Much like running itself,
hydrating is one of those things that should be simple.
(It’s the most natural thing in the world! You’ve
been doing it for years! Your body craves it!) But, unfortunately,
it’s not quite that easy.
“By the time you feel
thirsty, you’re already dehydrated,” says
Craig Horswill, Ph.D., clinical associate professor of
kinesiology and nutrition at the University of Illinois
at Chicago. “But that doesn’t mean you should
drink random, ungodly amounts of water. In fact, it’s
probably better to be a little under-hydrated than over-hydrated.”
That’s because the
consequences of over-hydration are severe (read: death),
and it’s important to note that everyone requires
different amounts of water based on their personal physiology,
and even the time of year/day that they’re running.
(Here, Horswill explains how to determine the right amount
of water for your needs.)
Still, dehydration is not
exactly ideal, either. You’re looking at compromised
performance, feelings of fatigue, and a generally crappy
Greg Grosicki, Ph.D., an
assistant professor and director of the exercise physiology
laboratory at Georgia Southern University notes that severe
dehydration can have major consequences, too, including
death in extreme cases (losing 10 to 15 percent of your
body weight) and passing out. Grosicki points out that
Sarah True collapsed at the 2019 Ironman European Championship
in Germany. “She was winning and fainted just before
crossing the finish line,” he says. (It was 100
degrees that day.)
You might even be dehydrated
without knowing it: A European Journal of Sport Science
study shows that 91 percent of pro basketball, volleyball,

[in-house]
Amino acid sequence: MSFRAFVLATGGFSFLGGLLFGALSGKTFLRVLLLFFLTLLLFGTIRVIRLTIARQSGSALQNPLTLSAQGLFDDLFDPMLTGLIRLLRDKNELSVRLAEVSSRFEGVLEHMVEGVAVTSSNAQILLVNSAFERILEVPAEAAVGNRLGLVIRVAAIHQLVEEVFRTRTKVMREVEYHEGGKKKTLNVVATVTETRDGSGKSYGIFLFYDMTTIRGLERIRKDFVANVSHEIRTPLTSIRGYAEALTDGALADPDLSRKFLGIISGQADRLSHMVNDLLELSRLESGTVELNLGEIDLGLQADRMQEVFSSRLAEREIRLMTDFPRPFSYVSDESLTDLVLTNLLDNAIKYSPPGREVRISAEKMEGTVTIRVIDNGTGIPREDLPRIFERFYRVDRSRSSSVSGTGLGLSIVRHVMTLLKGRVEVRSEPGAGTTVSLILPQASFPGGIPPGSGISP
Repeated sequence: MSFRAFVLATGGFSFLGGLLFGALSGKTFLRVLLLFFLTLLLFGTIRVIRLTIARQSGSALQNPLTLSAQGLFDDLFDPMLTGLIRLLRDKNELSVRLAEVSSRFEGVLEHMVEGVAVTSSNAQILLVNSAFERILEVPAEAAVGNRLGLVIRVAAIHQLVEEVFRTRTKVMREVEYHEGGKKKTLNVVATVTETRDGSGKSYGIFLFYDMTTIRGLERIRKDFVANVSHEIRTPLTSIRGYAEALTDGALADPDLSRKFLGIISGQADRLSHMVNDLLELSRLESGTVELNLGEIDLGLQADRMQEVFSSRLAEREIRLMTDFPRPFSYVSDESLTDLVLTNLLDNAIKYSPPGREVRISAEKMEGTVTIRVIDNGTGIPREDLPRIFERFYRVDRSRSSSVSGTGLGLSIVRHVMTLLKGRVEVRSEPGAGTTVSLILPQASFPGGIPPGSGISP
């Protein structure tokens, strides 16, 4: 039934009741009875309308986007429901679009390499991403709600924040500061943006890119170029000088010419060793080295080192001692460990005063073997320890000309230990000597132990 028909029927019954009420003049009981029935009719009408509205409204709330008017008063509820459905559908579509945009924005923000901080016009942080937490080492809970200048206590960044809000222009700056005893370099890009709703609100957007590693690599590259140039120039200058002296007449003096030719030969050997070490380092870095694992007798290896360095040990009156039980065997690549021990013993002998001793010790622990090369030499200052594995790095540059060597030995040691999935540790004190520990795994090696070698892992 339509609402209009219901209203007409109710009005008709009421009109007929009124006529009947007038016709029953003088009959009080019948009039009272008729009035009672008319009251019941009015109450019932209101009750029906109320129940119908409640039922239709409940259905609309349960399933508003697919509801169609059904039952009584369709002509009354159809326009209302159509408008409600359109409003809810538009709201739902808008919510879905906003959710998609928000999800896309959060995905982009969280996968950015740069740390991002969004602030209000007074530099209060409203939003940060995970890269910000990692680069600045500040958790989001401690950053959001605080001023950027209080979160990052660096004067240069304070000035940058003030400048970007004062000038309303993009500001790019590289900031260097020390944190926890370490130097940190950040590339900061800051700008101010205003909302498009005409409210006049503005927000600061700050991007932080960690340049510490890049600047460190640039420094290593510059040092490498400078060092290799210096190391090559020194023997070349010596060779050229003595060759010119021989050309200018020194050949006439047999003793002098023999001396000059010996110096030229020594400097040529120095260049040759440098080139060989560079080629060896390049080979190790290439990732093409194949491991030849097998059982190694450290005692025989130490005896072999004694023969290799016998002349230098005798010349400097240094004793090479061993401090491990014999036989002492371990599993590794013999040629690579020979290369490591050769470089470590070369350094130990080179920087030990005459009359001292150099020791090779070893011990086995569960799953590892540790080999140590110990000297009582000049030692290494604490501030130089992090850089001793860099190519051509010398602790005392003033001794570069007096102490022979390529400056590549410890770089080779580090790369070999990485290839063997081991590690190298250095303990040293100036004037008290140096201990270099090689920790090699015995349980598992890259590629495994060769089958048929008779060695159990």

handball, and soccer players start practice dehydrated.
(Here’s how to tell when you are dangerously dehydrated.)
So what can you do? Don’t
go crazy with the H20 (“You don’t need an
aggressive hydration strategy if you’re exercising
for less than an hour,” Grosicki says), but do look
out for these dehydration symptoms (especially when it’s
hot out!) to have your best run possible.
You have a headache.
“Dehydration seems to provoke a shrinking of cells
in the brain, so a headache is a hallmark sign of dehydration,”
Grosicki says. That’s likely why you get a dull
ache in your head during long, hard efforts on hot days
or after a few too many postrace celebration beers. Try
drinking some water before popping an Advil, or adding
in your favorite hydration mix to help your body replenish
You’re not as sharp
Dehydration compromises your focus, executive function,
and motor coordination, according to a Medicine &
Science in Sports & Exercise review of 33 studies
on the topic. We can only speculate as to why, but Grosicki
says this could have something to do with the same shrinking
brain cells causing your headache.
Your pee is dark.
You’ve probably heard this one since grade school,
but it’s true: “When you’re dehydrated,
your kidneys try to reabsorb that water back into your
body, resulting in darker, highly concentrated urine with
a very low volume of fluid,” Grosicki says.
Your easy run feels hard.
Your usual, steady pace may suddenly feel like a struggle.
“A loss in fluid volume alters the concentration
of your blood volume, so your heart needs to work harder
to provide your muscles with the oxygen and nutrients
they need,” Grosicki says.
This means your heart rate will increase in order to keep
your usual pace, too, so keep an eye on your fitness tracker
if you have one. “You can be running at your usual
pace, but your heart rate will be 10 to 15 beats higher,”
Horswill says. “Same work, same person, same environment—just
lack of fluid in the bloodstream.”
You’re cramping up.
“A loss in fluid changes your body’s concentration
of electrolytes, like sodium and potassium, which are
responsible for muscle contractions,” Grosicki says.
“If you disrupt your body’s electrolyte balance,
your muscles may contract and cause cramps.”
You feel tired.
Even mild dehydration can make you want to take a nap.
“Core temperature is elevated with dehydration,
which can affect the brain and induce fatigue,”
Horswill says. “There’s also greater strain
on the cardiovascular system—indicated by the elevated
heart rate—so if dehydration worsens, the heart
will have a reduced ability to deliver oxygen,”
which—you guessed it—makes you feel tired.
KIERA CARTER HAS A DECADE'S WORTH OF EXPERIENCE COVERING
FITNESS, HEALTH, AND LIFESTYLE TOPICS FOR NATIONAL MAGAZINES